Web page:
The response of trigeminal receptors at the "hotter" end of the spectrum is slow-on slow-off, while the response of those at the "cooler" end is quick-on quick-off. Think about eating a chili-laced food. At first you may not think it's too spicy, but then the heat sneaks up on you—that's the slow-on. You reach for some ice water, which quickly cools down the burn—that's the quick-on. But wait a few seconds and the cool receptors turn off and the heat returns! Signals from the "hot" receptors were just suppressed, but because they are slow-off, they were still active when the "cool" receptors had stopped sending signals to your brain. Remember that the sequence here is important.

This is exactly what was happening with the pear and the Xiao Hong Pao. This highly oxidized tea is full of chemicals that activate receptors at the hotter end of the trigeminal spectrum, while the pear activates receptors at the cooler end. Sip the tea, and the hotter end is activated. Bite into the pear, and the tea disappears. Wait a little, the pear flavor vanishes and the tea effect (which has been there all along) returns.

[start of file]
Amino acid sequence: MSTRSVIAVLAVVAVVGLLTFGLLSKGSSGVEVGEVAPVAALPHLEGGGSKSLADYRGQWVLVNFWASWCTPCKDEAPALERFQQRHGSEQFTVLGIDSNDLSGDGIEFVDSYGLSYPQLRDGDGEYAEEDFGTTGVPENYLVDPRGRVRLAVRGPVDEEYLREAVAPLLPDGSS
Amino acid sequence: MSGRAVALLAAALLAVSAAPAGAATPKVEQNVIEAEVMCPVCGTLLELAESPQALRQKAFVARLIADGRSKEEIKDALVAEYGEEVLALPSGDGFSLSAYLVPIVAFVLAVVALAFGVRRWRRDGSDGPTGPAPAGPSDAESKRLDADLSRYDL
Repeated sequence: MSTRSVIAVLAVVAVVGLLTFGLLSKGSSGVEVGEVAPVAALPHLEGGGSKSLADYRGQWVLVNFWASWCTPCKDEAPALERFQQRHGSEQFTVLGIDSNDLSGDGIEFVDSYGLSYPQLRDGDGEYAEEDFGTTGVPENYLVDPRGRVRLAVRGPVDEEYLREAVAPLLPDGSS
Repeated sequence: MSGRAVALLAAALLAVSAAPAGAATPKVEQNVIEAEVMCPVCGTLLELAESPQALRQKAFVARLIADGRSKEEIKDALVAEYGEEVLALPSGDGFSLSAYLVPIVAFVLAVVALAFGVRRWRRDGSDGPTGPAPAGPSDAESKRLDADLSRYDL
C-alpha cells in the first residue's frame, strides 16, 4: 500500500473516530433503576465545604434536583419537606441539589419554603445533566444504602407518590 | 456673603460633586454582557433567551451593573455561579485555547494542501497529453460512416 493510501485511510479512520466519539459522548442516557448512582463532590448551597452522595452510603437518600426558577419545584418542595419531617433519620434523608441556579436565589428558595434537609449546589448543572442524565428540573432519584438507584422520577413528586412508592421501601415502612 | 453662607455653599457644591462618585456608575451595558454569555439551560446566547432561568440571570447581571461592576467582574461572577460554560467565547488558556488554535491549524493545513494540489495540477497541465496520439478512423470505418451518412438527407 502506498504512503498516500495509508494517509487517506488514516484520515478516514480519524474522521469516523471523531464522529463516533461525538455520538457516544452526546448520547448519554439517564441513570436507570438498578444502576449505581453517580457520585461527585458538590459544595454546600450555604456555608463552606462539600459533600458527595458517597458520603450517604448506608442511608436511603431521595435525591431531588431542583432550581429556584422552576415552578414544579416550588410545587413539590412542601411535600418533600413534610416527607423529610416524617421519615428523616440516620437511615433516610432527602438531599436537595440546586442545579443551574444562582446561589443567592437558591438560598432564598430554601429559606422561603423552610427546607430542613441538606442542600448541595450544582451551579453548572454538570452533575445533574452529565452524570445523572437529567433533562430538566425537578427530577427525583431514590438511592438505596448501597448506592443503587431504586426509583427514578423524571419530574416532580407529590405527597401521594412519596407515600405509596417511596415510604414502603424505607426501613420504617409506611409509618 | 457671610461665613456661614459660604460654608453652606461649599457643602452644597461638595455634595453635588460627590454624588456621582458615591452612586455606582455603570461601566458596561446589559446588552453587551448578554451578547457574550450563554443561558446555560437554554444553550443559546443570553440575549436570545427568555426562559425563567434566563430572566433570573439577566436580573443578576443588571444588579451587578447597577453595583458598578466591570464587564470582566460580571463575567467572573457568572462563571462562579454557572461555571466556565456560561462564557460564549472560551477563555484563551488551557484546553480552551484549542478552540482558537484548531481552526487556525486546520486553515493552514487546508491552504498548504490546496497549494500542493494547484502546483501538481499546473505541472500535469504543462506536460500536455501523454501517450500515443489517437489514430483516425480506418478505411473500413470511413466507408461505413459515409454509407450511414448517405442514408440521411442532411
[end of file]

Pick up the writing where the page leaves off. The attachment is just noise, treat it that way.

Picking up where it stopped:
I've not mentioned here that all three bloggers found that honeycomb went well with all the teas, and managed to cover up what I would call the disagreements among the tea and fruit flavors. That will be a discussion for another blogpost.

And to find out more about the trigeminal system and what it means for tea and tea pairing, find my book "Three Basic Teas & How to Enjoy Them" at Amazon!

* Lyon, B. G., Senter, S.D. and Payne, J.A. (1992), Quality Characteristics of Oriental Persimmons (Diospyros kaki L. cv. Fuyu) Grown in the Southeastern United States. Journal of Food Science, 57: 693–695. doi:10.1111/j.1365-2621.1992.tb08074.x

** For the chemical profiles of panned and unpanned oolongs, go to: Sheibani E, Duncan SE, Kuhn DD, Dietrich AM, Newkirk JJ, O’Keefe SF. Changes in flavor volatile composition of oolong tea after panning during tea processing. Food Science & Nutrition. 2016;4(3):456-468. doi:10.1002/fsn3.307. You can find the article online at https://www.ncbi.nlm.nih.gov/pmc/articles/PMC4867765/.

*** Y. H. Hui, Feng Chen, Leo M. L. Nollet. Handbook of Fruit and Vegetable Flavors. John Wiley and Sons, 2010. Also, go to http://www.flavours.asia/uploads/7/9/8/9/7989988/flavor_of_plums.pdf

**** Incidentally osmanthus, which goes so well with Tie Guan Yin, also has these lactones.